Pogo 'Earthday' strip by Walt Kelly

Walt Kelly (a diminutive of Walter Crawford Jr.) is a comic artist who was influenced by his father, who painted backgrounds for the theater. Two other strong influences on his work were Al Capp and T.S. Sullivant. Walt Kelly started his career as a reporter and cartoonist for the Bridgeport Post, his local newspaper. In 1935, he joined the Walt Disney Studios, where worked as a story man and animator on movies like 'Pinocchio' (1940), 'Fantasia' (1940) and 'Dumbo' (1940). One of Kelly's assistants at Disney was Bob Moore. In the mid-1930s, Kelly did his first comics work at the future DC Comics. Kelly was fired from the Disney studios in 1941, after taking part in a strike.

Cover for Walt Disney's Comics and Stories, by Walt KellyCover for Walt Disney's Comics and Stories, by Walt Kelly
Covers by Walt Kelly for Walt Disney's Comics.

He then found a job at Dell Publishing, where he drew comics with licensed characters. Kelly did the lead series in the MGM title Our Gang Comics, and contributed to Dell's Disney titles. He did several classic covers for Walt Disney's Comics and Stories, and wrote and drew stories with 'Donald Duck', as well as the 'Three Caballeros' comics adaptation. He was the artist of the pantomime 'Gremlins' comic strip, which appeared as a back-up comic. Another comic by Kelly for Dell was 'The Adventures of Peter Wheat' (1950-1956), later continued by Al Hubbard

Kelly also contributed to Santa Claus Funnies and Fairy Tale Parade. In a more adult register, he drew 'Seaman Sy Wheeler' in Camp Comics and 'Pat, Patsy and Pete' in Looney Tunes. 'Pat, Patsy and Pete' was originally created by Win Smith

Gremlins, by Walt Kelly

It was during his time at Dell that Kelly created the character of Pogo, a humourous possum. The character first appeared in Dell's Animal Comics, as a secondary character in the 'Albert the Alligator' strip. It didn't take long until 'Pogo' became the comic's leading character. After the second World War, Walt Kelly became artistic director at the New York Star, and turned Pogo into a daily strip. When the Star folded in 1949, Bob Hall took 'Pogo' into syndication, so that the strip soon appeared in hundreds of newspapers. Until his death in 1973, he dedicated himself completely to this series, which has become a classic in comics. In 1954, he was nominated president of the National Cartoonists Society.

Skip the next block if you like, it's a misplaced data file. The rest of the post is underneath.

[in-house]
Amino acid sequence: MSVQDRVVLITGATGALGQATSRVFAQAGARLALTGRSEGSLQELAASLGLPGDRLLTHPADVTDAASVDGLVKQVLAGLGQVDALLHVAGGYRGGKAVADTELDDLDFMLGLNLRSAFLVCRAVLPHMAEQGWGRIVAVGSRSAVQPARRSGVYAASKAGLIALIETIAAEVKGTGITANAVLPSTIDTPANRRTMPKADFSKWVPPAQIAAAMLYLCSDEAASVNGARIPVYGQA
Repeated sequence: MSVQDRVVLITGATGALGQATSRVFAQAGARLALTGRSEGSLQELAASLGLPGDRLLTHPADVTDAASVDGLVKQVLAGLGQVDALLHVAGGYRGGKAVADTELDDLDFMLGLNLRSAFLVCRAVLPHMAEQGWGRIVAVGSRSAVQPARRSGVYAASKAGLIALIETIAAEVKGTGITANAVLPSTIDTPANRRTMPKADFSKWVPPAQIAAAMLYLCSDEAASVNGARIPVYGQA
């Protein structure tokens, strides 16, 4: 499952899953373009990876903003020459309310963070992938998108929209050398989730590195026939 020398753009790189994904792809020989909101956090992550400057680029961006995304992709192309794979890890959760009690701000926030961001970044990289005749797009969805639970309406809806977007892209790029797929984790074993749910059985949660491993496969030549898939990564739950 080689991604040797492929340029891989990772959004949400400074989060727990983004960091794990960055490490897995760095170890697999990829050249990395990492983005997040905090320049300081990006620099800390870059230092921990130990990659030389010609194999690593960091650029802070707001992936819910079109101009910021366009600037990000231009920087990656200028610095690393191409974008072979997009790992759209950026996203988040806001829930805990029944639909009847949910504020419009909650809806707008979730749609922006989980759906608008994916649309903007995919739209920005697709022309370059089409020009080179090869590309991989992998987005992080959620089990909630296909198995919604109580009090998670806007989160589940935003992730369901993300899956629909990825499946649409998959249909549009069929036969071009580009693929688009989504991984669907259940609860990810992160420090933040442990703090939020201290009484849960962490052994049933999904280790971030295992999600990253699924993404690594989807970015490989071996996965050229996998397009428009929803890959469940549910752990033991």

Pogo, by Walt Kelly 1966

Playing with the codes of the genre, Walt Kelly developed a personal oeuvre that blended social satire, nonsense and poetry. He made an essential contribution to American "intellectual" comics. Among his assistants were Dan Noonan

After Kelly's death, the strip was continued by his widow Selby Kelly, Henry Shikuma, Willie Ito and Don Morgan. His son Stephen Kelly took on the writing duties. In 1989, the strip was shortly revived by Larry Doyle and Neal Sternecky, and in 1992/93, Kelly's daughter Carolyn Kelly drew the 'Pogo' strip for a while.

'Pogo' was parodied by Harvey Kurtzman and Wallace Wood in Mad Magazine (1955). Roger Brunel also drew a porn parody. The French magazine Pogo-Poco, edited by Moliterni, was once forced to changed their title to Poco, after copyright claims by Kelly on the name "Pogo". 

In the United States, Walt Kelly was a strong influence on Joel BeckMark Campos, Frank ChoRobert Crumb, Jules Feiffer, Mike FontanelliGuy Gilchrist, Matt GroeningStuart Hample, Denis KitchenJohn Blair Moore, Joe MurrayDan NoonanBob Scott, Dana SimpsonJeff Smith, Neal SterneckyBill Watterson and S. Clay Wilson. 'Muppets' creator Jim Henson based some of his earliest designs of the Muppets on the design of 'Pogo' characters. In Canada, Walt Kelly was cited as an inspiration by John Kricfalusi. In the Netherlands, Kelly inspired Evert GeradtsStefan de GrootFrank Hasselaar, Daan JippesFred Julsing, Jr., Marten Toonder and Gerben Valkema. He also found admirers in Belgium (Got, AKA Gommaar Timmermans), Denmark (Børge Ring), Finland (Kari Korhonen), France (Nikita Mandryka), Mexico (Juanele Tamal) and The United Kingdom (Richard Yeend). 

Pogo Possum comic cover, by Walt Kelly

Pogo, by Walt Kelly 1966

Official Pogo site

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